US-China Relations & Their Impact on Financial Markets

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Written By
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Written By
Dan Buckley
Dan Buckley is an US-based trader, consultant, and part-time writer with a background in macroeconomics and mathematical finance. He trades and writes about a variety of asset classes, including equities, fixed income, commodities, currencies, and interest rates. As a writer, his goal is to explain trading and finance concepts in levels of detail that could appeal to a range of audiences, from novice traders to those with more experienced backgrounds.

US-China relations is one of the big themes that will drive geopolitics, economies, and markets over the ensuing decades.

Accordingly, it can be highly useful to look at the current dynamics even among traders who look out over shorter-term and medium-term time horizons. What the positions the US and China find themselves in currently and what they mean for US-China relations?

What are the root causes of the current tensions? And what is the history of such conflicts to better understand what each side is interested in and how things might play out.

The US and China are now rivals in many different ways, so there are various types of conflicts or “wars” along these dimensions. And each is positioned uniquely in relation to them.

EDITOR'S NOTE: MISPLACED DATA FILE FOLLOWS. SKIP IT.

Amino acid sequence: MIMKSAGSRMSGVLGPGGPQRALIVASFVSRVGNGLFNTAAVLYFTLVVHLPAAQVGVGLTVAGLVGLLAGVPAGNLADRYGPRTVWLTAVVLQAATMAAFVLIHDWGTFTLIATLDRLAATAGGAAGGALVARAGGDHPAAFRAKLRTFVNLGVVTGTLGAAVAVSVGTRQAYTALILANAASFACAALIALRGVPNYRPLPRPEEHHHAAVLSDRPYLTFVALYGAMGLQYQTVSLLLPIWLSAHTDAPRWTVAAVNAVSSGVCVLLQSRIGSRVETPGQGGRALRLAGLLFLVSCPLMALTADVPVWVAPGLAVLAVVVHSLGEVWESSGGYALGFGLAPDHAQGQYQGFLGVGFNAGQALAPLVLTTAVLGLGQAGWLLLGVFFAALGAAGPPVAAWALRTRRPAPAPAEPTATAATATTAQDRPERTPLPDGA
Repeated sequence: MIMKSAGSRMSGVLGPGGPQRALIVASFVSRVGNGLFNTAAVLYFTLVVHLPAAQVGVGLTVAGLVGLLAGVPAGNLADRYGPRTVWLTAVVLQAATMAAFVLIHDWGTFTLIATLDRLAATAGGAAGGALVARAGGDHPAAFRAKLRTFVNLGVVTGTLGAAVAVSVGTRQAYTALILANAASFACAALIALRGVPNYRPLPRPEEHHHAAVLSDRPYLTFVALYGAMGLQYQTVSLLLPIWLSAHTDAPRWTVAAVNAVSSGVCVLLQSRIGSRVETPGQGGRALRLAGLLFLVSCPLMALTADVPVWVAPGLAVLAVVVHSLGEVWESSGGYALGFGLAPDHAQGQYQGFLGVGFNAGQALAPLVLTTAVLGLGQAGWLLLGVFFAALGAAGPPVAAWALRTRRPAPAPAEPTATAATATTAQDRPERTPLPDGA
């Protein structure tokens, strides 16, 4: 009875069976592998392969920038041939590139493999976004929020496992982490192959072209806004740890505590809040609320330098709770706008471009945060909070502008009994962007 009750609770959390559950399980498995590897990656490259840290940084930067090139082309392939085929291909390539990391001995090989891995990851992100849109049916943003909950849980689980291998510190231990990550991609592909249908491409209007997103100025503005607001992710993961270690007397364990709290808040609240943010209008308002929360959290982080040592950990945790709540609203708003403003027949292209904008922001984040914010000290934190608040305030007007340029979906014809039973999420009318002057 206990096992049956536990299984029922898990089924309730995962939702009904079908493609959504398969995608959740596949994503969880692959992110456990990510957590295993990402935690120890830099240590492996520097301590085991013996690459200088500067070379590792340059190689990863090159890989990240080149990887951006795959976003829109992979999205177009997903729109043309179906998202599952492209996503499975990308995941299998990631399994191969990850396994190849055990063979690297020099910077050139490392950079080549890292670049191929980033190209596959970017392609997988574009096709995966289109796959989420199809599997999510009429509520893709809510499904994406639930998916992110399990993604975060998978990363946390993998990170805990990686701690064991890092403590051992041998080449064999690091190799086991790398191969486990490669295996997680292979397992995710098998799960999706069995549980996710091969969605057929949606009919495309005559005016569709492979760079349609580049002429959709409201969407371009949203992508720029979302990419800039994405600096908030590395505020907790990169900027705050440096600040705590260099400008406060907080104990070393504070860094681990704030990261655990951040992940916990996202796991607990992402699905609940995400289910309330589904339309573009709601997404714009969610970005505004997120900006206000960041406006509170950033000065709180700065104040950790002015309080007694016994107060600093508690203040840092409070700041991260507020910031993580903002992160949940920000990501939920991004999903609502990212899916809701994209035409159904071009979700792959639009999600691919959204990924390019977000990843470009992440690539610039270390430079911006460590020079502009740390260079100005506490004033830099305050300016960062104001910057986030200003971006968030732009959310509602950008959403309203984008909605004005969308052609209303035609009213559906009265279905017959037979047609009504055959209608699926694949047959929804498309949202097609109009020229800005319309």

These conflicts have happened historically, so we’ll be looking to them to draw parallels. While over time, the people change, the technologies change, and the empires change, the same things tend to happen over and over again for the same reasons.

What are the things we can take away from these conflicts to understand US-China relations (and China’s relations with the West more broadly)?

We can also look at the range of possibilities that might be considered as future outcomes. These have market implications.

At the same time, we can do this without making explicit predictions of what the future might look like, though it has consequences for how you might position a portfolio.


Win-win or lose-lose scenarios

Both sides in a conflict can choose to engage in win-win scenarios. Win-win scenarios provide cooperation, seeks out mutually beneficial outcomes, and great possibilities and alternatives (e.g., technologies, consumer products).

There can also be a lose-lose relationship, where there’s non-cooperation and one or both is more threatening and less amenable to a working partnership.

It takes both to agree on what type of relationship they will have.

In a win-win scenario, both will take into consideration what the other wants and is important to them and will give it to them in exchange for something. Negotiations can be tough, but done with consideration and respect at the same time.

In a lose-lose scenario, they will primarily think about how they can disadvantage or inflict pain on the other. This path is more likely to lead to destructive conflicts than productive interchange.

Throughout history, small conflicts have eventually escalated into much larger conflicts that are worse than the leaders initially imagined. Even to the point where leadership wishes they would have turned on a more cooperative path.

Either side can force a more hostile, threatening relationship. Both sides need to agree to the win-win path.

Both parties, regardless of which path they believe is best, need to think about what they want and what their relative powers are, as will market participants trying to predict events as they will unfold and their influence on financial markets.